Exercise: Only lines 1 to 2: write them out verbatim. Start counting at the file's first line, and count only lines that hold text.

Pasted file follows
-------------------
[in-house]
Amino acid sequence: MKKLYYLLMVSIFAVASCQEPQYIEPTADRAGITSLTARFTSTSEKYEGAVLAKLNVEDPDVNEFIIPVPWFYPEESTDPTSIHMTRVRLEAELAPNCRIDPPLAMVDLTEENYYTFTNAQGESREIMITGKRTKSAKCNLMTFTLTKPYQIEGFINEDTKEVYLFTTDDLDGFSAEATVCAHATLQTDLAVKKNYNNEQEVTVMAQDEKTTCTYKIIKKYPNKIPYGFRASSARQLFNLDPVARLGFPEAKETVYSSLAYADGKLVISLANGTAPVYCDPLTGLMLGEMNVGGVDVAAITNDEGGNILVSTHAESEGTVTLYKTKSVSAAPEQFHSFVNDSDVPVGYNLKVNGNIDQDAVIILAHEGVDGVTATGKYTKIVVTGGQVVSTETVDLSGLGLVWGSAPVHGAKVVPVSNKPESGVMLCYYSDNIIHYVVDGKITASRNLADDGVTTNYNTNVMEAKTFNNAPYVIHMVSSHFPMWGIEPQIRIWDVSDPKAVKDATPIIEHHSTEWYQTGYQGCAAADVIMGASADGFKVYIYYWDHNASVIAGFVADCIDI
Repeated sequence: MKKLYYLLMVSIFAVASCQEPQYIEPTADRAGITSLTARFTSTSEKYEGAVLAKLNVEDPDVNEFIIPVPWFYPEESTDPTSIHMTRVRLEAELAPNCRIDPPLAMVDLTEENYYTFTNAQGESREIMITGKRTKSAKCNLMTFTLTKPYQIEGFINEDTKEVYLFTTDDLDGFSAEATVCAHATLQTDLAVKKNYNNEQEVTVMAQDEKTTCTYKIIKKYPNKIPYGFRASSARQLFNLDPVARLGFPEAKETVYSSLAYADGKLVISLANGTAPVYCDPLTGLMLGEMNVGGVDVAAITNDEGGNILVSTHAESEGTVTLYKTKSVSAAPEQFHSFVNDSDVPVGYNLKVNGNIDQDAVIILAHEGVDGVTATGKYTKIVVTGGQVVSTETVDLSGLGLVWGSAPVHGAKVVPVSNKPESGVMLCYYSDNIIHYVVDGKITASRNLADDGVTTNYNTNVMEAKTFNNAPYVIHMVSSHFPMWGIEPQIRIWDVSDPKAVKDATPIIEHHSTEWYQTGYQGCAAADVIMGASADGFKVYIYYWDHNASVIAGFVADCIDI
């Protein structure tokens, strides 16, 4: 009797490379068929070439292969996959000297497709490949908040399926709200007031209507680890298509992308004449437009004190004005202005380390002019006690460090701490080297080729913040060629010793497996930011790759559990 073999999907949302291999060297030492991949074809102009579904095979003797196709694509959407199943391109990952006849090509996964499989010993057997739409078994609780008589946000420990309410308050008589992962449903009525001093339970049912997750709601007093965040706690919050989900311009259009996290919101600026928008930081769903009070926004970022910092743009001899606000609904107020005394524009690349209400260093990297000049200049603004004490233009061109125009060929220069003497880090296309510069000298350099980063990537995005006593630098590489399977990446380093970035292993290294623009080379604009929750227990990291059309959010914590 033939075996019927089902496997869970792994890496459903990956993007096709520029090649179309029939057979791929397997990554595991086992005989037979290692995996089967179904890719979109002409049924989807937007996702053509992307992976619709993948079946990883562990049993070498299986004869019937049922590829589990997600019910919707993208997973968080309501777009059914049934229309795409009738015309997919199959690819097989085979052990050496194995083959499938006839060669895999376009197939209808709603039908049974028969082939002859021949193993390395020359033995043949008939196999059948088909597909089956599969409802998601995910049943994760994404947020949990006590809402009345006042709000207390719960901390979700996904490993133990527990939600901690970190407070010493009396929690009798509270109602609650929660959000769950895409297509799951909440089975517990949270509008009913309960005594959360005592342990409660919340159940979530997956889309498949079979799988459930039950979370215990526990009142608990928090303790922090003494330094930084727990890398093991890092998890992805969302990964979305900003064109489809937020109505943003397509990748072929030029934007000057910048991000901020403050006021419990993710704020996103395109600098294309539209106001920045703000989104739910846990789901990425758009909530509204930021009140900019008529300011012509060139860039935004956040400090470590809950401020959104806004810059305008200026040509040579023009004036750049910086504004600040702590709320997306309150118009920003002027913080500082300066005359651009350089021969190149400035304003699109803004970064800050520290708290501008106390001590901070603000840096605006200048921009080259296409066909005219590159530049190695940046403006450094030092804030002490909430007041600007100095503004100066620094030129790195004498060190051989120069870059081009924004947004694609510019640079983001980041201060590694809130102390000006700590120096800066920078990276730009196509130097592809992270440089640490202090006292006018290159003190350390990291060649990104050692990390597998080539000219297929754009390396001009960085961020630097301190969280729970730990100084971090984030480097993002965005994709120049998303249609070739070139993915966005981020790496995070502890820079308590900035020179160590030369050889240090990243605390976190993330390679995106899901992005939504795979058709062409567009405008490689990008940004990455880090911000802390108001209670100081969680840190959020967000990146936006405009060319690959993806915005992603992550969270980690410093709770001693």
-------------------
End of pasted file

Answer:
[in-house]
Amino acid sequence: MKKLYYLLMVSIFAVASCQEPQYIEPTADRAGITSLTARFTSTSEKYEGAVLAKLNVEDPDVNEFIIPVPWFYPEESTDPTSIHMTRVRLEAELAPNCRIDPPLAMVDLTEENYYTFTNAQGESREIMITGKRTKSAKCNLMTFTLTKPYQIEGFINEDTKEVYLFTTDDLDGFSAEATVCAHATLQTDLAVKKNYNNEQEVTVMAQDEKTTCTYKIIKKYPNKIPYGFRASSARQLFNLDPVARLGFPEAKETVYSSLAYADGKLVISLANGTAPVYCDPLTGLMLGEMNVGGVDVAAITNDEGGNILVSTHAESEGTVTLYKTKSVSAAPEQFHSFVNDSDVPVGYNLKVNGNIDQDAVIILAHEGVDGVTATGKYTKIVVTGGQVVSTETVDLSGLGLVWGSAPVHGAKVVPVSNKPESGVMLCYYSDNIIHYVVDGKITASRNLADDGVTTNYNTNVMEAKTFNNAPYVIHMVSSHFPMWGIEPQIRIWDVSDPKAVKDATPIIEHHSTEWYQTGYQGCAAADVIMGASADGFKVYIYYWDHNASVIAGFVADCIDI